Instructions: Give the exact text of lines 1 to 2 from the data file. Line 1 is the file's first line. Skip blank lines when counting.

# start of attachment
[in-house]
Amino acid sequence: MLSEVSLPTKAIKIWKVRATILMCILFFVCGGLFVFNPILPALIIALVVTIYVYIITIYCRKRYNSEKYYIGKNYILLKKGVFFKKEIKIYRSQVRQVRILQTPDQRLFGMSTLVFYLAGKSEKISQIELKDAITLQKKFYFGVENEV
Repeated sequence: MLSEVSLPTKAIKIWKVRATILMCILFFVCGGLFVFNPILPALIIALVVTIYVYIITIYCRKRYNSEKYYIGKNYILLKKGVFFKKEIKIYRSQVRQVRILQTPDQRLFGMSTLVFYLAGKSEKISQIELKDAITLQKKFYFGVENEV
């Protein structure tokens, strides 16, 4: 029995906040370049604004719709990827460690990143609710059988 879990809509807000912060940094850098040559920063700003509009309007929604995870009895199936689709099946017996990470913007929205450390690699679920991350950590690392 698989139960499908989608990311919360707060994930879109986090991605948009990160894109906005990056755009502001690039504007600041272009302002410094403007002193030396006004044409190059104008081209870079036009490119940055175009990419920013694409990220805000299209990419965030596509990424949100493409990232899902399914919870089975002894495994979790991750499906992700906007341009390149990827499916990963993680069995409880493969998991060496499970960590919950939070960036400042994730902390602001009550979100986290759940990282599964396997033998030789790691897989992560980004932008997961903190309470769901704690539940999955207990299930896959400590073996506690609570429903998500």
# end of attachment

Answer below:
[in-house]
Amino acid sequence: MLSEVSLPTKAIKIWKVRATILMCILFFVCGGLFVFNPILPALIIALVVTIYVYIITIYCRKRYNSEKYYIGKNYILLKKGVFFKKEIKIYRSQVRQVRILQTPDQRLFGMSTLVFYLAGKSEKISQIELKDAITLQKKFYFGVENEV